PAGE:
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Elana Castle discovers a charitable initiative that is also an up-cycled design triumph in the heart of Melbourne Central.

Streat is a not-for-profit enterprise which provides homeless and disengaged youth with the skills to develop and sustain careers in the hospitality industry. Spearheaded by CEO Rebecca Scott, the organisation recently opened a freestanding cafe on the ground level concourse of Melbourne Central.

A successful Pozible campaign – the proceeds of which were matched dollar for dollar by The GPT Group of Melbourne Central – plus generous time and resource contributions from Six Degrees Architects, McCorkell Constructions Eymac Stainless and Online Upholstery, have resulted in a distinctive and enduring installation.

“We were asked to create a flexible and economical structure with a strong visual presence,” explains Simon O’Brien, director at Six Degrees Architects. “Rebecca (Scott) also wanted to play with concept of ‘street’ reflecting Streat’s mission.”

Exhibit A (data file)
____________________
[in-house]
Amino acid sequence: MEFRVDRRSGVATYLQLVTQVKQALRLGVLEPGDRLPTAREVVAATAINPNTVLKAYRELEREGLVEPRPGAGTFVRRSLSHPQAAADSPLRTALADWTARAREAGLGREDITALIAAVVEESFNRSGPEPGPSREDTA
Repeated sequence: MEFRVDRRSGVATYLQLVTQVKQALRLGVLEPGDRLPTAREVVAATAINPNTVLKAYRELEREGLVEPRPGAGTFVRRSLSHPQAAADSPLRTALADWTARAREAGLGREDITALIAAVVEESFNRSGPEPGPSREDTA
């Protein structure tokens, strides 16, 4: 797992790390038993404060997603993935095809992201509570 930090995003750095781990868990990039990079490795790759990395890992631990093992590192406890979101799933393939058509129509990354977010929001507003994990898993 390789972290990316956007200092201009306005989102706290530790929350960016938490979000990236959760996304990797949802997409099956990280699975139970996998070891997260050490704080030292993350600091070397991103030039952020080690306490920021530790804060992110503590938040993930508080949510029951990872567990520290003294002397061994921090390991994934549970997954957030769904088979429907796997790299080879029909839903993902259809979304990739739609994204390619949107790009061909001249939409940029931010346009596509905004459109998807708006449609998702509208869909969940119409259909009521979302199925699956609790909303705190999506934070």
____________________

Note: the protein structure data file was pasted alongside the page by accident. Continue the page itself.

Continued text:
Given the tight budget and Streat’s request for a minimal environmental footprint, Six Degrees employed Trueform beams as the primary external material, using them in varying forms to dress the four-sided, black form-plybase. However, the bulk of the structure was built off-site, including the painstakingly-designed stainless steel interior, which satisfied all the complex requirements for storage and operation.

Suspended Trueform beams were also used to fashion the cafe seating elements as well the suspended horizontal lighting “We often use materials re-purposed from another industry,” adds O’Brien. “They come with their own history, adding layers of interest to the design.” In this case they have painted alternating ends of the Trueform beams (many of them reclaimed) black and blue, referencing the manner in which they would be systematically sorted on a building site.


Six Degrees Architects


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